The nasopharynx is a complex anatomical space, and mouth-nasal breathing in patients with respiratory distress makes difficult a precise description of gas distribution during respiration. Numerous authors hypothesize that high gas flow rates during HFNC therapy promote the washout of the nasopharyngeal space from the expiratory air (containing CO2) coming from the lungs. The resulting effect is double: first anatomical dead space is reduced with advantage in alveolar ventilation; moreover, the washed-out space acts as a reservoir of highly oxygenated air in the oropharynx [9]. Intratracheal insufflation techniques use different devices to obtain similar results, showing to be effective in reducing anatomical dead space with improved alveolar-to-minute ventilation ratio and clearance of CO2 [10]. High-flow oxygen therapy, HFNC or intratracheal insufflation, compared to conventional oxygen therapy with low-flow devices showed to improve resistance to physical exercise and to reduce dyspnea symptoms in patients with chronic obstructive pulmonary disease (COPD) [11]. In another study, COPD patients showed improved oxygenation, respiratory mechanics, and resistance to exhaustion during physical exercise with HFNC oxygen supplementation [12].

  • Reduction of airway inspiratory resistance

Nasopharyngeal space is essential to heat and humidify inspiratory room air. Optimal heating and humidification of inspiratory gas during HFNC therapy blunt the bronchoconstriction reflex caused by the administration of dry and cold gas. The consequence is the reduction in work of breathing [13]. Moreover, in predisposed patients, such as those with obstructive sleep apnea syndrome (OSAS), the soft tissue of the pharynx can collapse and obstruct during inspiration, leading to desaturation and CO2 retention. High gas flow rates typical of HFNC may be equal or even superior to patient’s inspiratory effort, thus to prevent upper airway collapse and reduce supraglottic resistance. HFNC promotes the development of a positive pressure in the nasopharyngeal space that contrasts tissue obstruction [9].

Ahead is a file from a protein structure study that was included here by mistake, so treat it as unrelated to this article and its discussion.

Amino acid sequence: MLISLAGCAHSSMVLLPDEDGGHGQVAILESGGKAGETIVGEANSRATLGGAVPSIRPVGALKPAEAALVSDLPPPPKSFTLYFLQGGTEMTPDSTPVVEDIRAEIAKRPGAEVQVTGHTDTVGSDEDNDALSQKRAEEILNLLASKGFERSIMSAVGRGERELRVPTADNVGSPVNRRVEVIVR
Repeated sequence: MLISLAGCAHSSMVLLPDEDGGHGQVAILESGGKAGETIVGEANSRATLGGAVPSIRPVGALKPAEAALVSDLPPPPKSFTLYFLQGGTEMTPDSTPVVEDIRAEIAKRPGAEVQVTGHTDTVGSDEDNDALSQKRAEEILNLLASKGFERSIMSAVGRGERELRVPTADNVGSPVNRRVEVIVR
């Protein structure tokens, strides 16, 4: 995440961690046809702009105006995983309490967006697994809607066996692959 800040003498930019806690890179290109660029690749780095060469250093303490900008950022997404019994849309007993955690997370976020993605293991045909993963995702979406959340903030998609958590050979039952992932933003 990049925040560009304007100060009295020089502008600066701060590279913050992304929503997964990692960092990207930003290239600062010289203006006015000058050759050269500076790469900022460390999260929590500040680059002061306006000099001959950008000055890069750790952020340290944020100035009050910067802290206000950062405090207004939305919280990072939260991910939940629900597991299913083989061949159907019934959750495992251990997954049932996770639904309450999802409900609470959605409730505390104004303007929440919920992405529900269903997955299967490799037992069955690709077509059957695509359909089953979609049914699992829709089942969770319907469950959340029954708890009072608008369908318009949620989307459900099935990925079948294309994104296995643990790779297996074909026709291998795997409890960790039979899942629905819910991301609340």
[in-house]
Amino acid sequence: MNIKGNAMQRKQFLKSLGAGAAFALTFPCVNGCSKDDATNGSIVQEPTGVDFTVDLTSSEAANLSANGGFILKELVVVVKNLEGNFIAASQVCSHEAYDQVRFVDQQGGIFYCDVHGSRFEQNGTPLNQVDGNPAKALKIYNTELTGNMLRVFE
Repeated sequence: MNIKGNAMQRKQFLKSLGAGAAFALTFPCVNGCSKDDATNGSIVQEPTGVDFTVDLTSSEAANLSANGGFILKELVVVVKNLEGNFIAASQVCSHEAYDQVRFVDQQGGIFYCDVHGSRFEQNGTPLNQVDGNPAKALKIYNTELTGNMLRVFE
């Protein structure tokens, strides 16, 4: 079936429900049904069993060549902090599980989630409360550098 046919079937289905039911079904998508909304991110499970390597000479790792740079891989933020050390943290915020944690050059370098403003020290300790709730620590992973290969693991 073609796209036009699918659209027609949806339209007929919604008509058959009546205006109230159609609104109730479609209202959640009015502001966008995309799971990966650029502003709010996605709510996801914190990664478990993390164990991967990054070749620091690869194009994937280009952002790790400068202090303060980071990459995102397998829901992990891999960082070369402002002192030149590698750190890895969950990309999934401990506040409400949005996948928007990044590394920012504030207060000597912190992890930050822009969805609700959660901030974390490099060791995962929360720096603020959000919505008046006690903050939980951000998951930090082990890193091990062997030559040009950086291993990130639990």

• Positive end-expiratory pressure (PEEP)

Graves and Tobin were the first authors to prove the development of airway positive pressure associated with HFNC treatment in adults [14]. The amount of positive pressure produced depends upon the supplied flow rate, anatomy of patient’s airway, and individual respiratory system mechanical characteristics. Positive pressure linearly correlates with gas flow rate and system leakage [14]. Essential features for an effective HFNC support are good seal of nasal cannula, closure of patient’s mouth, and gas flow higher, or at least equal, to PIF. Numerous studies measured actual delivered PEEP, but the results showed a wide interindividual variability. In healthy volunteers median PEEP was 7.4 cmH2O (95% confidence interval (CI) 5.4–8.8 cmH2O) with a gas flow of 60 l/min and close mouth [15]. Airway pressure was positive even during the inspiration phase of breathing, indicating adequate gas flow, with a median value of 1.6 cm H2O (95%CI 0.8–2.9 cmH2O) [15]. Post-cardiac surgery patients showed a mean positive pressure of 2.7 ± 1.04 cmH2O with gas flow of 35 l/min and close mouth during the postoperative period [16]. Ritchie et al. assessed a positive correlation between gas flow rates and mean nasopharyngeal positive pressure, used as surrogate of airway pressure, in healthy volunteers: 3 cmH2O with a flow of 30 l/min, 4 cmH2O with 40 l/min, and 5 cmH2O with 50 l/min [17]. Similarly, another study found that airway pressure increased at 0.69 cmH2O for every increment of 10 l/min in gas flow when the subject breathes with his mouth close; the increase associated with airflow is lower (0.35 cmH2O) when the mouth is open during respiration [18].

  • Alveolar recruitment

Positive airway pressure causes improvement in gas exchange and respiratory system mechanics only if it is associated with alveolar recruitment of the lung parenchyma. Corley et al. used electrical impedance tomography (EIT) to study the association between PEEP and alveolar recruitment during HFNC therapy in post-cardiac surgery patients [19]. HFNC therapy significantly increased both PEEP (3.0 cmH2O, 95%CI 2.4–3.7 cmH2O) and end-expiratory lung volume (EELV) (25.6%, 95%CI 24.3–26.9%) compared to standard oxygen delivery systems. Moreover, the authors found an increase in minute ventilation associated with HFNC therapy (tidal volume increase 10.5%, 95%CI 6.1–18.3%). The eventual effect was an improvement in gas exchange and respiratory system mechanics, mirrored by a reduction in respiratory rate and dyspnea relief [19].

  • Patient’s comfort